What Happens When a Celebrity Doesn’t Use the Product They Endorse

What Happens When a Celebrity Doesn't Use the Product They Endorse

A little truth in advertising can go a long way, maybe even to China.  In 2014, China introduces a new law that makes it a requirement that celebrities actually use their products.  This was after a string of ads in which the celebrities appearing in marketing campaigns obviously did not use the products they were peddling. (Celebrity doesn’t use the product they endorse.)

In a laughable example, “I’ve seen male celebrities endorse things like bras, lingerie and female body wash,” said one Wiebo commentator. “I even remember seeing one guy endorse sanitary pads!” That consumer was referring to Chinese star Jiro Wang, who indeed did pitch feminine napkins.

Another example is Chinese actor TaTang Guoqiang fronting a vocational school that grants bulldozer licenses. 

There are some equally questionable celebrity endorsements that appear in the United States such as the Kardashians and Sears.  It is absolutely ludicrous to think that any member of the Kardashian clan shops at Sears.

Bob Dylan appearing in a Victoria’s Secret is almost as weird, and maybe even downright creepy. 

When Jessica Simpson partnered with The Tarrant Apparel Group to make her own brand of JS by Jessica simple apparel and Princy jeans, she refused to wear the cheap pieces from her own collection on the red carpets and in public appearances.  In another related snafu, she told an interviewer that her favorite brand of jeans was True Religion.  (Oops!) She ended up being sued for $100 million but after the suit was settled went on to make an estimated $750 million in sales in 2010.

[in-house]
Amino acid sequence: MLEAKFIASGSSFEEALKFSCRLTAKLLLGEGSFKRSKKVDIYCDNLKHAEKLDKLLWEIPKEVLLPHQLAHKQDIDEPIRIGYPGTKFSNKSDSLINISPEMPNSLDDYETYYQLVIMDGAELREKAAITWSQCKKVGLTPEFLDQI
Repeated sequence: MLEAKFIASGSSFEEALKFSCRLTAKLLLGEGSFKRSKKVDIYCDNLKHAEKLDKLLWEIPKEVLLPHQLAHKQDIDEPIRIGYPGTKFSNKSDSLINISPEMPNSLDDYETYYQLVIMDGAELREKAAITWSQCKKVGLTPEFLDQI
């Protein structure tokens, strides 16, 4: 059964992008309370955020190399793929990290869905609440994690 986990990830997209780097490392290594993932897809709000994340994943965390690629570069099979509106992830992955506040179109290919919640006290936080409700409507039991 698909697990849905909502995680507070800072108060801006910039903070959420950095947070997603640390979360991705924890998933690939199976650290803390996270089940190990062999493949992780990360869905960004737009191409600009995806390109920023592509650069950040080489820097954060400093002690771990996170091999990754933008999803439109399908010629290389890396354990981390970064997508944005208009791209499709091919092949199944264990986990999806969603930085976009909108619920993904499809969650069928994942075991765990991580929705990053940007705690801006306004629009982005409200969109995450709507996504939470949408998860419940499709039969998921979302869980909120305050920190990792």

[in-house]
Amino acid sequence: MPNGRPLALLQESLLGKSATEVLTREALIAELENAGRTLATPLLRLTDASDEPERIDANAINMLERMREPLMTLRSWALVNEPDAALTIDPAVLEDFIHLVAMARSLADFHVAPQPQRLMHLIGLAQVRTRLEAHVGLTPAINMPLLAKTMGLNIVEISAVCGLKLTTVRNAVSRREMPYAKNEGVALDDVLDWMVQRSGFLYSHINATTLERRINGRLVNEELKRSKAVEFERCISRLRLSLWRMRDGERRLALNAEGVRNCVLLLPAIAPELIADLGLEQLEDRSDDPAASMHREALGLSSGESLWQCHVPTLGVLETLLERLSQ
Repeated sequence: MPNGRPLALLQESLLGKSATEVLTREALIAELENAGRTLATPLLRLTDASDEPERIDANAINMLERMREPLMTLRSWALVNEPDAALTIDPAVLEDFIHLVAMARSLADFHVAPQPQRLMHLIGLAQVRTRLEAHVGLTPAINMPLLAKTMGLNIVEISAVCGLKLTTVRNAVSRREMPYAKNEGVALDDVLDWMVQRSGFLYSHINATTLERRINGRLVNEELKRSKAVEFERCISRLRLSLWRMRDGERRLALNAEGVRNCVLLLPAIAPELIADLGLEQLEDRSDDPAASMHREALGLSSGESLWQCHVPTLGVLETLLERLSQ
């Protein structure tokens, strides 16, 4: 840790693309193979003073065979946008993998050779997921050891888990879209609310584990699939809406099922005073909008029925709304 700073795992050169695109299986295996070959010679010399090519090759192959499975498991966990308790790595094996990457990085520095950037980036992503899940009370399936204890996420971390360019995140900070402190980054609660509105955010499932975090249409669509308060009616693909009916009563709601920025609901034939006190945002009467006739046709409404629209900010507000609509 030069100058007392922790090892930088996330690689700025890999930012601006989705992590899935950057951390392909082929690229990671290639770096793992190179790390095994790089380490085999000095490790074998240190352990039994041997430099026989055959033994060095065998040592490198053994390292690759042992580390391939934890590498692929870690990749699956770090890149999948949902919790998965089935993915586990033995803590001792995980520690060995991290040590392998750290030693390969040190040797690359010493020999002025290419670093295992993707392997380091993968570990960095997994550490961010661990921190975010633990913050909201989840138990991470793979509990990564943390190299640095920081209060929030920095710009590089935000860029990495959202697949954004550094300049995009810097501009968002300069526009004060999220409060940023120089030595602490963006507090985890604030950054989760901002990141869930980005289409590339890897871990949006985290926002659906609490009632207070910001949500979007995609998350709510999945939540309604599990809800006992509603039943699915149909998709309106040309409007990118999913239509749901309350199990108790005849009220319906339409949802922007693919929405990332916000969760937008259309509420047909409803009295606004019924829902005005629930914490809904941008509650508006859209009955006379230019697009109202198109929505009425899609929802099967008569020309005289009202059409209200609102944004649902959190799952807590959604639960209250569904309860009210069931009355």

In the 90’s Helen Bonham Carter endorsed Yardley cosmetics, but their relationship ended after the actress admitted that she never wore makeup and had no idea why the brand had chosen her to endorse its products.

Samsung seems particularly foolish after Manny Pacquaio, David Beckham and Ellen Degeneres were all “busted” for not using the products they endorsed in marketing campaigns. 

Obviously these were bad judgement calls on the part of the company soliciting a celebrity endorsement.  Had the companies above done bit more assessment of the celebrity vs. brand being endorsed, they could have avoided having egg on their faces and had more successful use of a celebrity endorsement. 

To avoid these types of mishaps when courting a celebrity to endorse your product or service, you can call us at 1(888)359-4521 or visit CelebrityCred.com to find out more.

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